An early bird doesn’t always catch the worm

Queue-outside-DM-shopAs part of a rather clever marketing campaign the folks at Dr Martens had a special few minutes this morning when they opened their stores and sold their classic Monkey boot at its original 1960s price – that was £3 – nowadays £110. Obviously there was a limited stock at this low, low price and obviously there was a long, long queue snaking up to their doors.

My daughter and I launched a two-pronged attack, she went to Schuh at Marble Arch in London and I trekked into to join the queue outside the Dr Martens in Norwich. When I arrived it was already over 100 people long with some determined people queuing since 3.00am, but I thought I’d wait anyway. Even in England where we Brits are famous for queuing you still get the odd queue-jumpers. This pair of lads shuffled up to join their friends and then stood their sheepishly as a wave of muttering rolled over them. As it was no-one this far down the queue got anywhere near the £3 boots, but we were all given 25% off vouchers by a helpful shop assistant at 8.50am.

Despite my failure, all was not lost because my daughter (a true early bird) in London got the boots she wanted at the 1960s price.

At least one early bird caught the worm. Dr Martens Cappers  at the 1960s price of £3. (normally £100+)
At least one early bird caught the worm.
Dr Martens Cappers at the 1960s price of £3. (normally £100+)

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Dr Martens Kicks – What’s not to like?

pink flowery Dr Martens shoesSome products are the epitome of ‘form and function’ and, for me, Dr Martens boots and shoes are just that. I remember the feeling of liberation the first time I bounced down the escalators at Highbury and Islington tube station wearing my first pair when I was a 19 year old student. I had switched down from the high-heeled, dainty shoes that my mother approved of into black DMs that I could actually walk, run, and climb stairs in.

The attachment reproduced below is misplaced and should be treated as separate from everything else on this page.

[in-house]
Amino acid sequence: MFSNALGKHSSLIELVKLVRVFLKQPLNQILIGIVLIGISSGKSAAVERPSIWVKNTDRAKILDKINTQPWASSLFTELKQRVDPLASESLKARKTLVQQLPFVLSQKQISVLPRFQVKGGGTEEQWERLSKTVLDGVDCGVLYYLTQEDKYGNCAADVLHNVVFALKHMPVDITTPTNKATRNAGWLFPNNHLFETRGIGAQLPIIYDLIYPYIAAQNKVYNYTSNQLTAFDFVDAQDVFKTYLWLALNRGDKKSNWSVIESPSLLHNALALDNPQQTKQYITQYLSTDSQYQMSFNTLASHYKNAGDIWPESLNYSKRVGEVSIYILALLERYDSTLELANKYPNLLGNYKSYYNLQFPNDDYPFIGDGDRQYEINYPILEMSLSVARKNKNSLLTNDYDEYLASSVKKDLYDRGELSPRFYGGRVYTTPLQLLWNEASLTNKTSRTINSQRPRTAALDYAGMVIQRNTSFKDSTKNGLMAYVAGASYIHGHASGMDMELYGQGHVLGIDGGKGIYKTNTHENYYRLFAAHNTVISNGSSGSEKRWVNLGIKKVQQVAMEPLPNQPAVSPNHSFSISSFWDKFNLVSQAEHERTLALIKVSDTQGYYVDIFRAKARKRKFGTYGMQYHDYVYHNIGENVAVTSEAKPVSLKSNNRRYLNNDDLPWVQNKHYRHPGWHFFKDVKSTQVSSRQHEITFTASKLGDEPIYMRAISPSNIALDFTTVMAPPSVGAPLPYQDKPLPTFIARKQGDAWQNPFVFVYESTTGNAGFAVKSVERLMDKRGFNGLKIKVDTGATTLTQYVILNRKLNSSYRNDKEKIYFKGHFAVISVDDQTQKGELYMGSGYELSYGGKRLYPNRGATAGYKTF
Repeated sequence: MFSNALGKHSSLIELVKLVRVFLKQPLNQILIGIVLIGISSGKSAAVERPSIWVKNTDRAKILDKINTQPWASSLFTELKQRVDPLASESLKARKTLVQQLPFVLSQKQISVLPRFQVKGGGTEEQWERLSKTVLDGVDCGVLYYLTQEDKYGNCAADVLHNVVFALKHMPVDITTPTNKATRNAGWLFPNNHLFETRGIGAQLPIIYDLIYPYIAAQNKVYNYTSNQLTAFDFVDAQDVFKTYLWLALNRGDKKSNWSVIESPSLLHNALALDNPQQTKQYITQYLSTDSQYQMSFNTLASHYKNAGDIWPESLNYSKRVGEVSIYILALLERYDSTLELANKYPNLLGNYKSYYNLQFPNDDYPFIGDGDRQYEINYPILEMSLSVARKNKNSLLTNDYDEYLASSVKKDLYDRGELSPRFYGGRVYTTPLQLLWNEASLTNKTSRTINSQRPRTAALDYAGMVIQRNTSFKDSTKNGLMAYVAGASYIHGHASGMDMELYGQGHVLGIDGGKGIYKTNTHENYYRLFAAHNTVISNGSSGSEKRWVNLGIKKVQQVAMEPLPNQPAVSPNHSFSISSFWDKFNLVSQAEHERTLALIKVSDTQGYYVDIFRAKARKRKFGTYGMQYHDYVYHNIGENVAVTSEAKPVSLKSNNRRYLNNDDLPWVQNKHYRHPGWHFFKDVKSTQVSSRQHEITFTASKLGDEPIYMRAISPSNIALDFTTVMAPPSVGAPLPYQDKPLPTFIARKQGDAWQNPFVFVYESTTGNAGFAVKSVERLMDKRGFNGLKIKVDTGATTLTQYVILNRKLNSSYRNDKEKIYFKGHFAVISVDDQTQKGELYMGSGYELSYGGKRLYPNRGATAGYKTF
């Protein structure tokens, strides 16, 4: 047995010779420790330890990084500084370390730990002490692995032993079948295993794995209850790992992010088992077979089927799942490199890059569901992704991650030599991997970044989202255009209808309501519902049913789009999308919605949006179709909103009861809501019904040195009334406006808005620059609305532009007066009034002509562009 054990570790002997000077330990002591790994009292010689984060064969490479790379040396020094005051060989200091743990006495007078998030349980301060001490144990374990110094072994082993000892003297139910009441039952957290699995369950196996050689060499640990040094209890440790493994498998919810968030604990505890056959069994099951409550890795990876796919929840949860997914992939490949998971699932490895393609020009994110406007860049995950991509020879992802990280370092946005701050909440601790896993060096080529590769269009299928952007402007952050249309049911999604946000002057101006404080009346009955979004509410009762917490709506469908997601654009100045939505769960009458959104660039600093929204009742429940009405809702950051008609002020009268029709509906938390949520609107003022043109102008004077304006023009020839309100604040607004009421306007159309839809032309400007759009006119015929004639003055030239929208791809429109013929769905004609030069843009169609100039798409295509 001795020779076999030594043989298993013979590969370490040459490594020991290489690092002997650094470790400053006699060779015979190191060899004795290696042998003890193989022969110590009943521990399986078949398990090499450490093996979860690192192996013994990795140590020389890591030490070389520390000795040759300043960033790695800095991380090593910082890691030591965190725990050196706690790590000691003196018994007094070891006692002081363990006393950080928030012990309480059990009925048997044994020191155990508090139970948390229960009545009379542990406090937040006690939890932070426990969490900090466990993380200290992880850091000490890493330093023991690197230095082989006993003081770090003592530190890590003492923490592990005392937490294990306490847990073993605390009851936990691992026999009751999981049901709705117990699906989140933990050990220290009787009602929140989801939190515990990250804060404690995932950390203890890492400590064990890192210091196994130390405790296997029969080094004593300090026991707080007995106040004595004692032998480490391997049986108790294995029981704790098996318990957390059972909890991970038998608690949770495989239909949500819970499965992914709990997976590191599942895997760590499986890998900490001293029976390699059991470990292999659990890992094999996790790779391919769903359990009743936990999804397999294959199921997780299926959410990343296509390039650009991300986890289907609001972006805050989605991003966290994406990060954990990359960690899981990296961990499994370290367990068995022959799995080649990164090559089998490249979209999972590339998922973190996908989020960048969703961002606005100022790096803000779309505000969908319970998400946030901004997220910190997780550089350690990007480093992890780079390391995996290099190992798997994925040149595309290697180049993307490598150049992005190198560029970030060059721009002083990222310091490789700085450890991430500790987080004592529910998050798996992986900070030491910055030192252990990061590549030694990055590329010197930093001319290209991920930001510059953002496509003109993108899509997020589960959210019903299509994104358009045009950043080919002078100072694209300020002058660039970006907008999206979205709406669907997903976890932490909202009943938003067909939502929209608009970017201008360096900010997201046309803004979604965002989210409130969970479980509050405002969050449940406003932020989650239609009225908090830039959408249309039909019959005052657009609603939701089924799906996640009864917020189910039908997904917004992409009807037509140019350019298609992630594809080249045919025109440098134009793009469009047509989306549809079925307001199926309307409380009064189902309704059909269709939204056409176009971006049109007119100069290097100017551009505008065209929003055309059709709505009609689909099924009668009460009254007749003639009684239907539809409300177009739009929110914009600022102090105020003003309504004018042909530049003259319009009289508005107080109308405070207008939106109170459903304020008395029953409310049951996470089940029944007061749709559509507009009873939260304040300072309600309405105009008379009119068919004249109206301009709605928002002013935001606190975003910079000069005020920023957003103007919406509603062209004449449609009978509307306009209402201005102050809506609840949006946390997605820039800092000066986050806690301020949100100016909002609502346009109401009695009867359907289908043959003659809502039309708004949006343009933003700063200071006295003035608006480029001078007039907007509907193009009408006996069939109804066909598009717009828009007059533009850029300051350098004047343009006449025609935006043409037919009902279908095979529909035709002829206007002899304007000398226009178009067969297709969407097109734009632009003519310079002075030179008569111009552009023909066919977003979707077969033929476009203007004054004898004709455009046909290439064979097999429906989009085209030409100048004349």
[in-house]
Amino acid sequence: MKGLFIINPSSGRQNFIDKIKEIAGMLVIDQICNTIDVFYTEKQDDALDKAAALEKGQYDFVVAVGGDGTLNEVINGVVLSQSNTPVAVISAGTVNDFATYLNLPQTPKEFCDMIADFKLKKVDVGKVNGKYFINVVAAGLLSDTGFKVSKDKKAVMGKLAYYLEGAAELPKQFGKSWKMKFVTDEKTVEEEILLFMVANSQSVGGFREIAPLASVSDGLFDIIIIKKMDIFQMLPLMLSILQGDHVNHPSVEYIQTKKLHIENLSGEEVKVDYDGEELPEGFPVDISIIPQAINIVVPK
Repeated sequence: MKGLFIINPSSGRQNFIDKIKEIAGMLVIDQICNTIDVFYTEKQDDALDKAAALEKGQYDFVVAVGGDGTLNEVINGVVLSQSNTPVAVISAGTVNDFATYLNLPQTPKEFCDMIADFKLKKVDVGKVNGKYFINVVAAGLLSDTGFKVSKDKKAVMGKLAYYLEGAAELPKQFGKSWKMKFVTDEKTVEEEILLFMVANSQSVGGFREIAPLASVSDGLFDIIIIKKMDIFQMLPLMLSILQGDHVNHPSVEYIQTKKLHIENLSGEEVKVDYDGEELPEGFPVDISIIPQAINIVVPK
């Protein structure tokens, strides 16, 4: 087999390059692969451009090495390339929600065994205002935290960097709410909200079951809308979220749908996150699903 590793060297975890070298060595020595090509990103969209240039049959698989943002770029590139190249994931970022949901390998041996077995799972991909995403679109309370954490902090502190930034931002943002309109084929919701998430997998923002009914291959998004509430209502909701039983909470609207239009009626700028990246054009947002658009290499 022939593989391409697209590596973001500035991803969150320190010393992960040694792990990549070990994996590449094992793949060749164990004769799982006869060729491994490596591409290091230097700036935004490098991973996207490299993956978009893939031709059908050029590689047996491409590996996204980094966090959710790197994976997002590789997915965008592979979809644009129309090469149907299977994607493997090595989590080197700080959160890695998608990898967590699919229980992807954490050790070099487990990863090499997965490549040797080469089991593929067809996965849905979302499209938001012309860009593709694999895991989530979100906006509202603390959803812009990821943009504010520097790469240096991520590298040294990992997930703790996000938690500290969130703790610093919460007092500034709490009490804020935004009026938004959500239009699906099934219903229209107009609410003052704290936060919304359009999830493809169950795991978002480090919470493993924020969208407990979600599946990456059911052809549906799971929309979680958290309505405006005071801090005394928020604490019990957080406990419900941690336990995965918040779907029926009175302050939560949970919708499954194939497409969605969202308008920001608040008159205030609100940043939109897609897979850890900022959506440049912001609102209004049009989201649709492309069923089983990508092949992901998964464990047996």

Dr Martens shop
Newly opened in Norwich.

Last month, Dr Martens opened their second largest store in the UK in Norwich and needless to say I had to get along and have a look at all the fun designs. I do have some ‘lady-like’ party shoes, but most of the time I live in my boots.

Dr Martens cherry red bootDr Martens is a British company based in Northampton where they have been making footwear for over 100 years. Originally, the Griggs family started as traditional family shoemakers in 1901, but in the 1950s they began a collaboration with a couple of Germans, Dr Klaus Märtens and Dr Herbert Funck. Märtens and Funck had developed a novel air-cushioned sole made from rubber and together with Bill Griggs a new working boot was designed. The first pair of Dr Martens were made in the Northampton factory in April 1960.

Now, over 50 years later we can even find a Dr Marten boot for our tots or treat ourselves to an arty pair from the eclectic range made in the brand’s original factory at Wollaston, Northamptonshire, reopened in 2007 to produce vintage styles.